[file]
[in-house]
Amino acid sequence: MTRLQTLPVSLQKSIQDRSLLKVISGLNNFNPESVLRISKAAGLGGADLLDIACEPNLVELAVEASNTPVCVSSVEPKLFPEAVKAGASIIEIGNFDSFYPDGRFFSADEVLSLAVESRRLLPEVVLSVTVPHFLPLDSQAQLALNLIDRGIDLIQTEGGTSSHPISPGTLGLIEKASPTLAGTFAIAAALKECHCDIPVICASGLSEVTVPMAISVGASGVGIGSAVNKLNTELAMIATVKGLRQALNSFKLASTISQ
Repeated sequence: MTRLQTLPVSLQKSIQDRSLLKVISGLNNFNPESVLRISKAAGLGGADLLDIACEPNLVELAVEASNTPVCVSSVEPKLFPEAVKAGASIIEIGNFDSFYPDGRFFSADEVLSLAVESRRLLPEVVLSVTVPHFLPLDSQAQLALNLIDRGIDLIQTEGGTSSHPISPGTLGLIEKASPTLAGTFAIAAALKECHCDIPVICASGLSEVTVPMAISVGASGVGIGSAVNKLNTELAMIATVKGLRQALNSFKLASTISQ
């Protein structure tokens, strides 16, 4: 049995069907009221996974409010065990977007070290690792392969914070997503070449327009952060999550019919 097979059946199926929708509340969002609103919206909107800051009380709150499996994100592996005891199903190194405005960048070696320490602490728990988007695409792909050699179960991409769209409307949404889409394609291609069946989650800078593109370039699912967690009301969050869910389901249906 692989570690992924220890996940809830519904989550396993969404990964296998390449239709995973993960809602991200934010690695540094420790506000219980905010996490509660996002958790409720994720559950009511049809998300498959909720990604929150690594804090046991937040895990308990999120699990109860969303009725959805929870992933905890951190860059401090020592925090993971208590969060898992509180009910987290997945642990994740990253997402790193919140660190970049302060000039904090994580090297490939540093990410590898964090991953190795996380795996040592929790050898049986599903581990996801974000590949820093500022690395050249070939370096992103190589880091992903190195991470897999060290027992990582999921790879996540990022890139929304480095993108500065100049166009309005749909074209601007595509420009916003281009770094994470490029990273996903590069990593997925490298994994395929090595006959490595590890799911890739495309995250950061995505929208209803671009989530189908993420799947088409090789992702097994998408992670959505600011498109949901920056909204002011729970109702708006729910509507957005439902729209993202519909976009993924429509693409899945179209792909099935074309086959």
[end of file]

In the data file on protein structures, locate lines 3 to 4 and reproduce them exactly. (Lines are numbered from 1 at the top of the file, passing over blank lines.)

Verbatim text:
Repeated sequence: MTRLQTLPVSLQKSIQDRSLLKVISGLNNFNPESVLRISKAAGLGGADLLDIACEPNLVELAVEASNTPVCVSSVEPKLFPEAVKAGASIIEIGNFDSFYPDGRFFSADEVLSLAVESRRLLPEVVLSVTVPHFLPLDSQAQLALNLIDRGIDLIQTEGGTSSHPISPGTLGLIEKASPTLAGTFAIAAALKECHCDIPVICASGLSEVTVPMAISVGASGVGIGSAVNKLNTELAMIATVKGLRQALNSFKLASTISQ
């Protein structure tokens, strides 16, 4: 049995069907009221996974409010065990977007070290690792392969914070997503070449327009952060999550019919 097979059946199926929708509340969002609103919206909107800051009380709150499996994100592996005891199903190194405005960048070696320490602490728990988007695409792909050699179960991409769209409307949404889409394609291609069946989650800078593109370039699912967690009301969050869910389901249906 692989570690992924220890996940809830519904989550396993969404990964296998390449239709995973993960809602991200934010690695540094420790506000219980905010996490509660996002958790409720994720559950009511049809998300498959909720990604929150690594804090046991937040895990308990999120699990109860969303009725959805929870992933905890951190860059401090020592925090993971208590969060898992509180009910987290997945642990994740990253997402790193919140660190970049302060000039904090994580090297490939540093990410590898964090991953190795996380795996040592929790050898049986599903581990996801974000590949820093500022690395050249070939370096992103190589880091992903190195991470897999060290027992990582999921790879996540990022890139929304480095993108500065100049166009309005749909074209601007595509420009916003281009770094994470490029990273996903590069990593997925490298994994395929090595006959490595590890799911890739495309995250950061995505929208209803671009989530189908993420799947088409090789992702097994998408992670959505600011498109949901920056909204002011729970109702708006729910509507957005439902729209993202519909976009993924429509693409899945179209792909099935074309086959």